the hands of extremist elements."

      Straw, it must be noted, has been among the
      foremost advocates of missile defense. On August
      1, 2001, he sent a briefing paper on the US plans
      for a missile system to all the 412 Labor members
      of Parliament. The paper has been described as
      the "strongest backing" from a member of the
      British government for the scheme.

      The paper addressed several issues, including
      the threat posed by "rogue states" and the
      limitations of the Anti-Ballistic Missile (ABM)
      Treaty. It was seen as a mirror image of George
      Bush's case for missile defense. Straw would not
      need to try too hard to sell the scheme to
      India's hawks, who hoped the Bush wars on
      Afghanistan and Iraq would lead to recognition of
      a right to pre-emptive strikes against Pakistan.

      The new bus may be big news for the common
      Kashmiris. Straw and his South Asian
      collaborators, however, have bigger things in



      The Telegraph - February 24, 2005 | Editorial


      A sense of irony is unavoidable every time modern
      Gujarat invokes the name of the Mahatma. The
      occasions are usually banal - this time it is the
      liquor ban. Apparently prohibition is going to be
      relaxed in the only Indian state where it still
      exists. The proposed amendment seeks to introduce
      a human approach: instead of sending offenders to
      jail, they will be subjected to community service
      and medical treatment. Earlier, only foreigners
      could apply for a permit to drink, and they had
      to pay for it. Now they get it free, but the
      leftovers at the time of their leaving the state
      have to be returned to the authorities. It seems
      now that Gujarat is slowly moving towards lifting
      the ban altogether - as did Andhra Pradesh,
      Haryana and many of the northeastern states, to
      their obvious fiscal gain. But the home minister
      of Gujarat is still keeping up the Gandhian
      rhetoric in insisting that this is just a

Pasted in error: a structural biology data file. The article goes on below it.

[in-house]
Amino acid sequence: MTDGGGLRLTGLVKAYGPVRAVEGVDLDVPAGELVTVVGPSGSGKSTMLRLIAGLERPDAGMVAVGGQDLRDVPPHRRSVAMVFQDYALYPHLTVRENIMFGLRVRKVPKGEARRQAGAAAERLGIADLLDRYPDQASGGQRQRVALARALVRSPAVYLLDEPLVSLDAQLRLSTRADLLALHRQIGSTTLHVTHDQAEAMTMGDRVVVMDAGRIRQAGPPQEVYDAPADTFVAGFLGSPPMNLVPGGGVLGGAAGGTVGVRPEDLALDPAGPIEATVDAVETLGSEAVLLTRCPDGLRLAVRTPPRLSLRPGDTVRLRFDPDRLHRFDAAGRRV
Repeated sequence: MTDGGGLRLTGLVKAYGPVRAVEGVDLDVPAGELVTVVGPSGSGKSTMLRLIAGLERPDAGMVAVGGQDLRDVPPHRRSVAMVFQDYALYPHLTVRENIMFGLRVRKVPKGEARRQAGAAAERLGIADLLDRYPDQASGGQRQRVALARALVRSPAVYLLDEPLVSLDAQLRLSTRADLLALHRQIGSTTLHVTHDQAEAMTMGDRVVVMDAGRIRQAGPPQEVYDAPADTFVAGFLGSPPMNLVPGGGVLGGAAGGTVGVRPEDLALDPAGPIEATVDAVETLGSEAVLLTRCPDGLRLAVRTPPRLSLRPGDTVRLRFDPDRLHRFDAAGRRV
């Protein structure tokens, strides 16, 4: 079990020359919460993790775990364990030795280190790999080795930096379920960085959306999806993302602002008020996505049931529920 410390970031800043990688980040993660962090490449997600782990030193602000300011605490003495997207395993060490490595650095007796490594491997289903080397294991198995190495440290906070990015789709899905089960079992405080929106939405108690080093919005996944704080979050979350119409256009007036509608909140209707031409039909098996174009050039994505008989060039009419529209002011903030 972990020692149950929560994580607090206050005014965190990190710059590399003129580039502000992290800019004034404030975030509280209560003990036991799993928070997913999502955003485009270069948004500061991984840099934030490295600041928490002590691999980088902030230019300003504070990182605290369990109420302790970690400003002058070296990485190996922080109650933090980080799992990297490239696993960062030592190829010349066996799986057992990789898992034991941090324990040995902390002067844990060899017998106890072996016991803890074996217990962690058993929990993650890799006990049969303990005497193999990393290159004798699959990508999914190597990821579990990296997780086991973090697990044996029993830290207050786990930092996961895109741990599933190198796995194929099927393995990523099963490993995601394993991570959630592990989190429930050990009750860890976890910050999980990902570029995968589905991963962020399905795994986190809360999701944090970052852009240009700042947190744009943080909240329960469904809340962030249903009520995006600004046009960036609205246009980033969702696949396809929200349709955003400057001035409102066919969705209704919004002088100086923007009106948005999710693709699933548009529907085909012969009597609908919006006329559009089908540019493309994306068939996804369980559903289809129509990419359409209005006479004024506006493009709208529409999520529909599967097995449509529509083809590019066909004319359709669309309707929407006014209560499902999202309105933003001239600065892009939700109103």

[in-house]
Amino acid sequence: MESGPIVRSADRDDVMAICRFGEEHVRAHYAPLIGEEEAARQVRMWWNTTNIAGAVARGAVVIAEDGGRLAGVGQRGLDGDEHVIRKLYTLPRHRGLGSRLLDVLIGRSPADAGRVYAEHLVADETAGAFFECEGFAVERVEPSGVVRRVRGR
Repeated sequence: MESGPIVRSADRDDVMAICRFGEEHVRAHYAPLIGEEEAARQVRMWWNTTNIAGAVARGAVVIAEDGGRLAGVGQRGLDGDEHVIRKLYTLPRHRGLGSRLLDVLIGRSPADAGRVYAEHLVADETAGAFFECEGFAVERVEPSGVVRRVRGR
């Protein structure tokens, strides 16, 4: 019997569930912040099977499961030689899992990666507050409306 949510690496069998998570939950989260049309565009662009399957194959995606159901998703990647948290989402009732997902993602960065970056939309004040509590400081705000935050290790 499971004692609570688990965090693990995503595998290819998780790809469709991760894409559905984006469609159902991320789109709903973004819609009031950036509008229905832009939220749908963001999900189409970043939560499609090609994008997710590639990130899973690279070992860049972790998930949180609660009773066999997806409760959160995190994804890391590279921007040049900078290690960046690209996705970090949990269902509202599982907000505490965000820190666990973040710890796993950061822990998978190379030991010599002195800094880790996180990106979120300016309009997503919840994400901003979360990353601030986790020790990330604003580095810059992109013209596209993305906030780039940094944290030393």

humanizing of the law, and there is no question
      of lifting the "four-decade-old prohibition". The
      Congress has protested, also in Gandhian terms,
      as have veteran Gandhians.

      If the ban does get relaxed or lifted, then the
      reasons would be purely economic. Gujarat could
      well do with the revenue that liquor licenses
      would bring in. Manipur, Assam and Nagaland have
      all pulled themselves out of fiscal crises in
      this way. There the protests have come not from
      Gandhians but from women's groups - mostly poor
      rural women for whom alcoholism means domestic
      violence and financial ruin. Only the tribals of
      Chandpur in Gujarat have protested against the
      prohibition, reminding the state of the
      importance of liquor in their social and
      religious lives. Gujarat would be better off
      leaving the fate of prohibition to economic
      compulsions. "In reality, there are as many
      religions as there are individuals," Gandhi had
      written in Hind Swaraj, "but those who are
      conscious of the spirit of nationality do not
      interfere with one another's religion." This,
      rather than the prohibitionist Gandhi, might be a
      better ideal for modern Gujarat.



      Indian Express - March 01, 2005

      NGO's forgive 'n' forget idea kicks up a row

      AHMEDABAD, FEBRUARY 28: The efforts of voluntary
      group Jan Andolan to bring about reconciliation
      between Hindus and Muslims in some villages
      divided by the 2002 riots has run into
      controversy. Other groups are opposing Jan